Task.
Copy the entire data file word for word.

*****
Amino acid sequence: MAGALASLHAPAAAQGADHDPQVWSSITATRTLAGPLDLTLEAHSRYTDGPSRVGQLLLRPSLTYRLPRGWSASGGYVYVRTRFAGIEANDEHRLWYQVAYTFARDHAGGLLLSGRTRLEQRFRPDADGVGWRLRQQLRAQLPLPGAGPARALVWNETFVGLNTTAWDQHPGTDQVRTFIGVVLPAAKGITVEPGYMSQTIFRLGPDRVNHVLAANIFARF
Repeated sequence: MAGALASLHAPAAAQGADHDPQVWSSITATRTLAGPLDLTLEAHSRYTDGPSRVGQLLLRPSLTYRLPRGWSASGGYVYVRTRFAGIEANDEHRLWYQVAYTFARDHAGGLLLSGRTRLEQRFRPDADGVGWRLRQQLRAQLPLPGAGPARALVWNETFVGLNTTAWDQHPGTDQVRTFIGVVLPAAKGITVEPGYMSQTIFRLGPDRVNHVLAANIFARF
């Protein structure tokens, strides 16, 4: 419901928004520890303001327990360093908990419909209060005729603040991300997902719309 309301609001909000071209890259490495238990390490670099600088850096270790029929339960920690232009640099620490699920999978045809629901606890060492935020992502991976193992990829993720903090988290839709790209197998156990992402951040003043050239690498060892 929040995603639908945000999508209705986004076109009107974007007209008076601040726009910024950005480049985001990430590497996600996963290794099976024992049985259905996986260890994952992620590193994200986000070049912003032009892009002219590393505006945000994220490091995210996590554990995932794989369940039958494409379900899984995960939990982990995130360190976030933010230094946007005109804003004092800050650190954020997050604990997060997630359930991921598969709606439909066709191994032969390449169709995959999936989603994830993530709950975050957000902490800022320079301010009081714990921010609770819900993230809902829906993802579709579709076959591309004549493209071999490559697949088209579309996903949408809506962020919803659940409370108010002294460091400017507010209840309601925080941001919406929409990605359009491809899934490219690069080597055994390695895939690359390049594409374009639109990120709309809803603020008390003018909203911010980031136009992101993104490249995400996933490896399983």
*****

Amino acid sequence: MAGALASLHAPAAAQGADHDPQVWSSITATRTLAGPLDLTLEAHSRYTDGPSRVGQLLLRPSLTYRLPRGWSASGGYVYVRTRFAGIEANDEHRLWYQVAYTFARDHAGGLLLSGRTRLEQRFRPDADGVGWRLRQQLRAQLPLPGAGPARALVWNETFVGLNTTAWDQHPGTDQVRTFIGVVLPAAKGITVEPGYMSQTIFRLGPDRVNHVLAANIFARF
Repeated sequence: MAGALASLHAPAAAQGADHDPQVWSSITATRTLAGPLDLTLEAHSRYTDGPSRVGQLLLRPSLTYRLPRGWSASGGYVYVRTRFAGIEANDEHRLWYQVAYTFARDHAGGLLLSGRTRLEQRFRPDADGVGWRLRQQLRAQLPLPGAGPARALVWNETFVGLNTTAWDQHPGTDQVRTFIGVVLPAAKGITVEPGYMSQTIFRLGPDRVNHVLAANIFARF
């Protein structure tokens, strides 16, 4: 419901928004520890303001327990360093908990419909209060005729603040991300997902719309 309301609001909000071209890259490495238990390490670099600088850096270790029929339960920690232009640099620490699920999978045809629901606890060492935020992502991976193992990829993720903090988290839709790209197998156990992402951040003043050239690498060892 929040995603639908945000999508209705986004076109009107974007007209008076601040726009910024950005480049985001990430590497996600996963290794099976024992049985259905996986260890994952992620590193994200986000070049912003032009892009002219590393505006945000994220490091995210996590554990995932794989369940039958494409379900899984995960939990982990995130360190976030933010230094946007005109804003004092800050650190954020997050604990997060997630359930991921598969709606439909066709191994032969390449169709995959999936989603994830993530709950975050957000902490800022320079301010009081714990921010609770819900993230809902829906993802579709579709076959591309004549493209071999490559697949088209579309996903949408809506962020919803659940409370108010002294460091400017507010209840309601925080941001919406929409990605359009491809899934490219690069080597055994390695895939690359390049594409374009639109990120709309809803603020008390003018909203911010980031136009992101993104490249995400996933490896399983």